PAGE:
It is wonderful to now see my six year old thoroughly enjoying books in the evenings before she goes to bed. I still read her a bedtime story but she also reads independently and that is wonderful to see. Reading should be fun!
Some great books for two-year-olds include:
- The Gruffalo by Julia Donaldson
- Guess How Much I Love You
- The Very Hungry Caterpillar
How to tell a story
Your child will be encouraged to do this once they start school but it’s a fun thing to start with them right now.
Part of their English studies in the first couple of years of school is that stories have a beginning, a middle and an end.
So have a conversation with them about their favourite book. Ask them if they have thought about a different ending to that story, or share an idea you have for a different ending.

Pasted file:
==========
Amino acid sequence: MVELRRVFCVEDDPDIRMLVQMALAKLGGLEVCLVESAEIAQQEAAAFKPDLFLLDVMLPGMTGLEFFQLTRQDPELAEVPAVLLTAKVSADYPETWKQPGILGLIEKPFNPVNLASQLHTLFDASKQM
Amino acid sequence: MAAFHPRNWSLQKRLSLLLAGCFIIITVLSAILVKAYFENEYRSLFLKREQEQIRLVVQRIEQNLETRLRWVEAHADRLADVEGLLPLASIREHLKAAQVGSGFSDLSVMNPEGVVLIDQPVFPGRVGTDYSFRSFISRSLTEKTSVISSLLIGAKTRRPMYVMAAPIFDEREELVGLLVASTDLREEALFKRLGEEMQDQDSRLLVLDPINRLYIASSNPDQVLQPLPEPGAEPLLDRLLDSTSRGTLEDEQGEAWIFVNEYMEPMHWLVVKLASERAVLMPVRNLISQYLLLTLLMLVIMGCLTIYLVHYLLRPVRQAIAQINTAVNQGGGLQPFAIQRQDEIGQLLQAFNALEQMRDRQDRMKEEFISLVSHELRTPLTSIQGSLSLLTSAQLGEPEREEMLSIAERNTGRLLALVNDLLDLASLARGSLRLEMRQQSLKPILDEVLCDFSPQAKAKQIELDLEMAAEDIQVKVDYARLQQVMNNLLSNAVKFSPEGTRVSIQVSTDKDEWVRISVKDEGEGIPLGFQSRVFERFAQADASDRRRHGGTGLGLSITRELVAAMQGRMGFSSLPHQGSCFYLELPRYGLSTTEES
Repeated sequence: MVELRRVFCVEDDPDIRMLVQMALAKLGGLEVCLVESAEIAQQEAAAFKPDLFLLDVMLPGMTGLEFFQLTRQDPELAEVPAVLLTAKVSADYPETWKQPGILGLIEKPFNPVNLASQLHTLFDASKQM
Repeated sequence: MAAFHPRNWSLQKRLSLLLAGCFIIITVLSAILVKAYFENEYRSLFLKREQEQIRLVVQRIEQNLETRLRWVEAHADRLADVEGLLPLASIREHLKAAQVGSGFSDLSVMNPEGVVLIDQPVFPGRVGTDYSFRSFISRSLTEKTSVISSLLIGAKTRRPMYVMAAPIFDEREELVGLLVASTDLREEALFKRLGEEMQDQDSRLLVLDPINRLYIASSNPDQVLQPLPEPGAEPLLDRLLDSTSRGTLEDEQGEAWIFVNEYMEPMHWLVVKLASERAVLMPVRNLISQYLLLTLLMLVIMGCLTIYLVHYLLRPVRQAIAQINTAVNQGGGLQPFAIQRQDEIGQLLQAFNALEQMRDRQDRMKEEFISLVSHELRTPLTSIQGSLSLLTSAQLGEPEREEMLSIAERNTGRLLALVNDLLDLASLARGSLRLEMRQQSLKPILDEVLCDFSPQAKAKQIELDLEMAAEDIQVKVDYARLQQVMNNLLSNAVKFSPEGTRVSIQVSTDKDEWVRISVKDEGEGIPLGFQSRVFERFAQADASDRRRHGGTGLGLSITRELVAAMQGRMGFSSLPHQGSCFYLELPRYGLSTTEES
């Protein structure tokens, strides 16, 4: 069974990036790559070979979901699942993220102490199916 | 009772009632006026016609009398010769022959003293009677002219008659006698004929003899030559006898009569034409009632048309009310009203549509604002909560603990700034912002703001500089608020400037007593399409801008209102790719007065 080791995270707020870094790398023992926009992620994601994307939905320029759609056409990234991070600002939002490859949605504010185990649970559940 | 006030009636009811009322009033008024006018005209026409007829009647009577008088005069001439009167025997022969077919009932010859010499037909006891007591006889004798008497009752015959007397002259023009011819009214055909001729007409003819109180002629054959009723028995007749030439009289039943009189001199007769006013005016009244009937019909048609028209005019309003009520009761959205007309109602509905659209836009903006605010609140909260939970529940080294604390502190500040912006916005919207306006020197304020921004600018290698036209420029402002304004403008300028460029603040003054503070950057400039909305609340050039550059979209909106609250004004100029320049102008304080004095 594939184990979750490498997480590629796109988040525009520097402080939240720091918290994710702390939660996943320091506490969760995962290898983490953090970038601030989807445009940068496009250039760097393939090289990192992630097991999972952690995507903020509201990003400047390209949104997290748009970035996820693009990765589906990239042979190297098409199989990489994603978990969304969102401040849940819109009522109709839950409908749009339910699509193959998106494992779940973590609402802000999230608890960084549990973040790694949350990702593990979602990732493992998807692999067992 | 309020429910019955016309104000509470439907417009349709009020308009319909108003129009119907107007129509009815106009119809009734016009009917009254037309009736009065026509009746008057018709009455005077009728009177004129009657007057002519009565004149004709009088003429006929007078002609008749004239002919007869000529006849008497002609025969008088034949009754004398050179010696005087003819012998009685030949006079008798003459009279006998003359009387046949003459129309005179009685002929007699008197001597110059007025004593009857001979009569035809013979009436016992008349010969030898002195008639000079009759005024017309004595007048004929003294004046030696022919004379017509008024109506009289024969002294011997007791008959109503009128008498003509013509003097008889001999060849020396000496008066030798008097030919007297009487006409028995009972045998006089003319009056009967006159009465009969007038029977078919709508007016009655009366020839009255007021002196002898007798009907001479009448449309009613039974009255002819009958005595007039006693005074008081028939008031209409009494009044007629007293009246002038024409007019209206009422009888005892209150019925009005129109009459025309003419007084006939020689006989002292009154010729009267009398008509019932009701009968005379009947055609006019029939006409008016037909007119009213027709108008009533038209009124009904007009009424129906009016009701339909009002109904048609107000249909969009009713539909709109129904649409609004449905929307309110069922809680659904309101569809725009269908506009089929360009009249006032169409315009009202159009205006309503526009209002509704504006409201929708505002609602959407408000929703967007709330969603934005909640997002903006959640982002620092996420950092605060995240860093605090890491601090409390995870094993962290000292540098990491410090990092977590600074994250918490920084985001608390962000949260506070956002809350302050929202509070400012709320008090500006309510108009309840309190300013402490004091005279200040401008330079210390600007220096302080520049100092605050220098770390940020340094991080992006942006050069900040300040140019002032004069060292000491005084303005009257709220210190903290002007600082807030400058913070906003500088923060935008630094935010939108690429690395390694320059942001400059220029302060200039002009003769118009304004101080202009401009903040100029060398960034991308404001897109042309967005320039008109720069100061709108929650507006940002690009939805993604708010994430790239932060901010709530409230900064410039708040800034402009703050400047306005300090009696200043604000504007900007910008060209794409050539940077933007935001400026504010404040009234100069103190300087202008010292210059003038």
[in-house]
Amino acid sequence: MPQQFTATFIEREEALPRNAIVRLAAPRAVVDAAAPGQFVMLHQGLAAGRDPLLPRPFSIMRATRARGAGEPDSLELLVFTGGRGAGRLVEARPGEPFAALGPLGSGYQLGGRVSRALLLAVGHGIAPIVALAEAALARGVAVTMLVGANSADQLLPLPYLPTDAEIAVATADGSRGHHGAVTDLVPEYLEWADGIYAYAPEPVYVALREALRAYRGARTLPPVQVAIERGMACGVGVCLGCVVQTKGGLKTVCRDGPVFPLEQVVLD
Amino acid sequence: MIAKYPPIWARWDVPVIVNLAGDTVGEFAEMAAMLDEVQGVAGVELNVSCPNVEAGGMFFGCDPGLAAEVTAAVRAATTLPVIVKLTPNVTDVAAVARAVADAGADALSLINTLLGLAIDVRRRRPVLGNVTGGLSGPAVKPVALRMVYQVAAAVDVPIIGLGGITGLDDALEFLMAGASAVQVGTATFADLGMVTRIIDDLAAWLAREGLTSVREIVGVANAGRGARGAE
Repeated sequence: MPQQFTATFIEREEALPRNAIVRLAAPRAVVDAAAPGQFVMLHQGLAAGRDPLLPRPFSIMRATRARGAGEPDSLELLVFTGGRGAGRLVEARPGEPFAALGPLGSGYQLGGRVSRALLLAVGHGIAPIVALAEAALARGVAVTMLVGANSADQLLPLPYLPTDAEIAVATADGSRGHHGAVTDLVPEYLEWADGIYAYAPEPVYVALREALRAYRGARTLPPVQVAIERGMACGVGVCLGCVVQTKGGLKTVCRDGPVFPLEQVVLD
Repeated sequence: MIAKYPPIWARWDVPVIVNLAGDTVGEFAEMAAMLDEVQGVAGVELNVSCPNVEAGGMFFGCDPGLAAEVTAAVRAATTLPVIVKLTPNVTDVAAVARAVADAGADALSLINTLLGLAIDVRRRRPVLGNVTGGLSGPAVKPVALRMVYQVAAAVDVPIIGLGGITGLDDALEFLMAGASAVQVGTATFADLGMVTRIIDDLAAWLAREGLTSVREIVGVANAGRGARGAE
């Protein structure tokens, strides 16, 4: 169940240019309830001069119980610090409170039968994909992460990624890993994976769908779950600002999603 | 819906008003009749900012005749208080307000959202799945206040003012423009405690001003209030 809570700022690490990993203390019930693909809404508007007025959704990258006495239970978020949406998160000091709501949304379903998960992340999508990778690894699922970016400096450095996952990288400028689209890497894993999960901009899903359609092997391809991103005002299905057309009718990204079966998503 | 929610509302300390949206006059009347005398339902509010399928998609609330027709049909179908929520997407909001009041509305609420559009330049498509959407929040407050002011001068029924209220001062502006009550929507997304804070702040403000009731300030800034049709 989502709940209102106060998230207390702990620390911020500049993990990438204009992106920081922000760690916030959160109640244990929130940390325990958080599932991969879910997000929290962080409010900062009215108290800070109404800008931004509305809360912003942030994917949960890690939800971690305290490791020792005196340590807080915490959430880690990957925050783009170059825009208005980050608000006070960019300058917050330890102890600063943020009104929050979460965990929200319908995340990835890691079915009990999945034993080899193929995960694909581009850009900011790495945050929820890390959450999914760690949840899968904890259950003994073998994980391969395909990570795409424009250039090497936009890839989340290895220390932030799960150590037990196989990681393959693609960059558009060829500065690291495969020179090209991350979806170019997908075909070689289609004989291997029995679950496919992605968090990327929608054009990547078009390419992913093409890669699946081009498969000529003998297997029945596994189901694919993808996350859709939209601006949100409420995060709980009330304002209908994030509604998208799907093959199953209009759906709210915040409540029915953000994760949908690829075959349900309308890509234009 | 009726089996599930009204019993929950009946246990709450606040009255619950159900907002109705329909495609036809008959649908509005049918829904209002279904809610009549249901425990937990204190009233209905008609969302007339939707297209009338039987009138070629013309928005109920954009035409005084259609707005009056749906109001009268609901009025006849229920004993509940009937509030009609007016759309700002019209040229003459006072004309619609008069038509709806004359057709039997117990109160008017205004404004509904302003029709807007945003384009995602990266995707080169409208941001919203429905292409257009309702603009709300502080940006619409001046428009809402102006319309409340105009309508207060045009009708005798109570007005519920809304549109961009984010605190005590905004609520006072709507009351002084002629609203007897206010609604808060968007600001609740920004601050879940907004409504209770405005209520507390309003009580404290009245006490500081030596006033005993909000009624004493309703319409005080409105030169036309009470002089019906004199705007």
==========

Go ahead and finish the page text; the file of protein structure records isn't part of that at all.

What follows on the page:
You could also make up stories for your kids – my two absolutely love this – and then encourage them to make up their own stories. Ask questions as they go prompting them about what happens next.
Having a conversation
Basic communication is a great skill to encourage at this early age.
Speak to your two-year-old regularly and ask them questions, listen to their responses and then respond.
Even simple exchanges about what their favourite foods are or what their favourite colour is help to build their confidence with language and expressing themselves.
How to dress themselves
To you your two-year-old is still your baby – and that probably won’t change even when they’re 22!
However now is a good time to encourage them to dress themselves, and they will probably love doing it.
If they’re not that keen then you can encourage them to do this by offering them choices of clothing. Lay out two outfits and ask them which one they want to wear and then encourage them to put the clothes on themselves.